Since the 2008 financial crisis, financial transaction taxes (FTTs) have been debated as a potential instrument to address financial market instabilities and as a source for tax revenue. Today’s map shows which European OECD countries impose a type of FTT.
FTTs are levied on the trade in financial instruments such as stocks, bonds, or derivatives. Under an FTT, a percentage of the asset’s value is paid in taxes when it is traded. For example, if an investor sells an asset worth $1,000, they would be charged $1 on the transaction under a 0.1 percent FTT. FTTs usually apply only to select financial instruments and often have varying tax rates depending on the asset type.
Belgium, Finland, France, Ireland, Italy, Poland, Spain, Switzerland, Turkey, and the United Kingdom currently levy a type of financial transaction tax. Spain’s FTT came into effect in January.
The FTTs differ significantly across countries. For example, Switzerland levies a 0.15-0.30 percent stamp duty on the transfer of equities and bonds involving a Swiss securities dealer, while France implemented an FTT that taxes equity trades at 0.3 percent and high-frequency-trading at 0.01 percent.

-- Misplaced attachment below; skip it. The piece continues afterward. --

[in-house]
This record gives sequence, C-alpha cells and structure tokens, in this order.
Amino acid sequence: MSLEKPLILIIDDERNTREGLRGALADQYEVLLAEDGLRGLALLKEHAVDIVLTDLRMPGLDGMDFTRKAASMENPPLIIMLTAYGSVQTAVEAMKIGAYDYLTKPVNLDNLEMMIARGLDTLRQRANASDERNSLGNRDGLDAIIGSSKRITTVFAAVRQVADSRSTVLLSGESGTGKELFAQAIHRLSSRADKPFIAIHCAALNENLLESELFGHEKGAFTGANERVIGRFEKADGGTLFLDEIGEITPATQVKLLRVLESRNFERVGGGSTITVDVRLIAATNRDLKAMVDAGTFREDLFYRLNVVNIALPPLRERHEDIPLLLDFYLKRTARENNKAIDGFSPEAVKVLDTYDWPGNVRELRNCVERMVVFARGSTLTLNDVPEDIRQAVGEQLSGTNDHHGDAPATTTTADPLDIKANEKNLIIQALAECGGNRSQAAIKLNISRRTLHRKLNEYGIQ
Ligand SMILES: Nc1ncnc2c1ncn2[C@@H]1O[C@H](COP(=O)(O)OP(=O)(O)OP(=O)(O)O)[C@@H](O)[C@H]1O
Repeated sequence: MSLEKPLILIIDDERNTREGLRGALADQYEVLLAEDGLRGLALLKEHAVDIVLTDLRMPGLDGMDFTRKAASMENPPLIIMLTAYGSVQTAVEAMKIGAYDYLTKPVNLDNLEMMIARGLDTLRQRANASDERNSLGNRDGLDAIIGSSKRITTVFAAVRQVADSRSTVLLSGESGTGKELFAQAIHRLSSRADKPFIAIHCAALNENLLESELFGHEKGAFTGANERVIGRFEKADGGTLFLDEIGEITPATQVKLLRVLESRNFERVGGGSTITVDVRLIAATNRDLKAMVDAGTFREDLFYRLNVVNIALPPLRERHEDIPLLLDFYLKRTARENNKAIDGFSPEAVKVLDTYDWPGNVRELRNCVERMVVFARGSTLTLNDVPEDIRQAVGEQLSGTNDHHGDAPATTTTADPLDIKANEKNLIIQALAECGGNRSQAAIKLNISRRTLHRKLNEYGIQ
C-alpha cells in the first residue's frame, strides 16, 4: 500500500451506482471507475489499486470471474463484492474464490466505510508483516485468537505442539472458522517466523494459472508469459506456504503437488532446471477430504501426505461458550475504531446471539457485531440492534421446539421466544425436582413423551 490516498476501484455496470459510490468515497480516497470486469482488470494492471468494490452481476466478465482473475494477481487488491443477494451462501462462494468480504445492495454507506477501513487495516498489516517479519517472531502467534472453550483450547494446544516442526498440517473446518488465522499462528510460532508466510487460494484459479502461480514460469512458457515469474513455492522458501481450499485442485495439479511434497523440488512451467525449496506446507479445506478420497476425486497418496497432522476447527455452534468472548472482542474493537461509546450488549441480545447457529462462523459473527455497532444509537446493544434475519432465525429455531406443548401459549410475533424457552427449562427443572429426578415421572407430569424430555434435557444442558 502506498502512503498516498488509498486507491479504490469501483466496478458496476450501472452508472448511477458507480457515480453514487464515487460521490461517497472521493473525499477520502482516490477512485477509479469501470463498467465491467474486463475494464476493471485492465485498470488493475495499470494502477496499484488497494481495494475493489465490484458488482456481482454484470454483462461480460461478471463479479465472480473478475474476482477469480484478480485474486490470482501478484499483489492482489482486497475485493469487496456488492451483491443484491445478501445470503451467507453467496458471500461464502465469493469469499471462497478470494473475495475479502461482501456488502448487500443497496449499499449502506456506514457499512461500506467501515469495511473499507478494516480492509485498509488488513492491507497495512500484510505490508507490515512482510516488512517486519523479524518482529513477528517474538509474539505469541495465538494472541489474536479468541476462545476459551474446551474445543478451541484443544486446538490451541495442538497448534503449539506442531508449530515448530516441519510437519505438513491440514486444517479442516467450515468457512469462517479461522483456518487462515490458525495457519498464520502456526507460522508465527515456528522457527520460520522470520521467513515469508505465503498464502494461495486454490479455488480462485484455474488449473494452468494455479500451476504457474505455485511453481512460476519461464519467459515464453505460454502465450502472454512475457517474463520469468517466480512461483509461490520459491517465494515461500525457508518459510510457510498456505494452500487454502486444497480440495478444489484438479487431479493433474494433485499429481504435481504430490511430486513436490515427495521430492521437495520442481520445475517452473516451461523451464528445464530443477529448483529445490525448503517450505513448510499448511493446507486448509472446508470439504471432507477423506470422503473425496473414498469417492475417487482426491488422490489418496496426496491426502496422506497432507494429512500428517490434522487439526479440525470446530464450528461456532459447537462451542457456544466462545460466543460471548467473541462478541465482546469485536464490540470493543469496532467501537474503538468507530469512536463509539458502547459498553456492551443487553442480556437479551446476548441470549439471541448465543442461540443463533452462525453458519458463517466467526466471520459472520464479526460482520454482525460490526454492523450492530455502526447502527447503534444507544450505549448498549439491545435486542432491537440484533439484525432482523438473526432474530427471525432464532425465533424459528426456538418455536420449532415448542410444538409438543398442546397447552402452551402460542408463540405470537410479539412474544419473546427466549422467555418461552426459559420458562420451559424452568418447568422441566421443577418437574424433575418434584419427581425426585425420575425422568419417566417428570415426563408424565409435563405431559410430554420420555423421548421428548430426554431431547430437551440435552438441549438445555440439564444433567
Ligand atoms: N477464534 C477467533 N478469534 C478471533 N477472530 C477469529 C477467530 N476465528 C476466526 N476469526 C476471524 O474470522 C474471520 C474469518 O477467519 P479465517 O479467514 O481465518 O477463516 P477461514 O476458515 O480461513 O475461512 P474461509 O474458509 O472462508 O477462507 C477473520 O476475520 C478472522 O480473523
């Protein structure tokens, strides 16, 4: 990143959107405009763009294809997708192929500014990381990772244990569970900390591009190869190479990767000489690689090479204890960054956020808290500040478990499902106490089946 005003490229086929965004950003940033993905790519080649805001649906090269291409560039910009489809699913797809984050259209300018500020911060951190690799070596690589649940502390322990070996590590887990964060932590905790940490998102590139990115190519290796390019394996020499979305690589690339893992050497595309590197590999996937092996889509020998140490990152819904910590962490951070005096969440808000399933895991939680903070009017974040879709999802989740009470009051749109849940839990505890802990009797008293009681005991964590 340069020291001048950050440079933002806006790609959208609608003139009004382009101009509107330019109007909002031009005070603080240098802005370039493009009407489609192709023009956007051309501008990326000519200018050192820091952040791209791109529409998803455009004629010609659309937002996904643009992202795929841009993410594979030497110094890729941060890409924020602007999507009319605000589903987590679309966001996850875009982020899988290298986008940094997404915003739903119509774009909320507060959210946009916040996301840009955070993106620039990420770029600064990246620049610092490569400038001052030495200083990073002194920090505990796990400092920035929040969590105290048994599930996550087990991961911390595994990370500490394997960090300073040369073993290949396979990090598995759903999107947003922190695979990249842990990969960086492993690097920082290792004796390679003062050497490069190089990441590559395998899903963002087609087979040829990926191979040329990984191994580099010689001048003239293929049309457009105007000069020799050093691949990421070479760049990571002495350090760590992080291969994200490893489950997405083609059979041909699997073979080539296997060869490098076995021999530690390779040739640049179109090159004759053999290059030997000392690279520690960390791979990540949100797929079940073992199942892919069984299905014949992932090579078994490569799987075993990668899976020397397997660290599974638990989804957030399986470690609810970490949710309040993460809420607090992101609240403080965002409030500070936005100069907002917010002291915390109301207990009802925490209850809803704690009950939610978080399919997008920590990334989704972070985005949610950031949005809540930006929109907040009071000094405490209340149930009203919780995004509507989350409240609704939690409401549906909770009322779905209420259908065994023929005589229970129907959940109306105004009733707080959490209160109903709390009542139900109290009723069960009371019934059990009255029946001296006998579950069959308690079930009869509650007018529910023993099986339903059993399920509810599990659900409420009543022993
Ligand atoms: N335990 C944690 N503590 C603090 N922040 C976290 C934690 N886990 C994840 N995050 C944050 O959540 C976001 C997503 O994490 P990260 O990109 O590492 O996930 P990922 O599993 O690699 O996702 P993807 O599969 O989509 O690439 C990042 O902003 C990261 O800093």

|Belgium (BE)||0.12% – 1.32%|
|Finland (FI)||1.6% – 2.0%|
|France (FR)||0.01% – 0.30%|
|Italy (IT)||0.02% – 0.20%|
|Switzerland (CH)||0.15% – 0.30%|
|Turkey (TR)||0.0% – 1.0%|
|United Kingdom (GB)||0.5% – 1.5%|
Sources: Bloomberg Tax, “Country Guides,” https://www.bloomberglaw.com/product/tax/toc_view_menu/3380; and PwC, “Worldwide Tax Summaries,” https://taxsummaries.pwc.com/.
In 2011, the European Union proposed an EU-wide FTT that would levy a 0.1 percent tax on the transfer of shares and bonds and a 0.01 percent tax on derivative contracts. However, negotiations came to a halt due to resistance from several EU member states, and an EU-wide policy has not been adopted.
Ten EU countries, including France, Germany, Italy, and Spain, are still interested in the common tax and negotiations on the design of that tax are ongoing.
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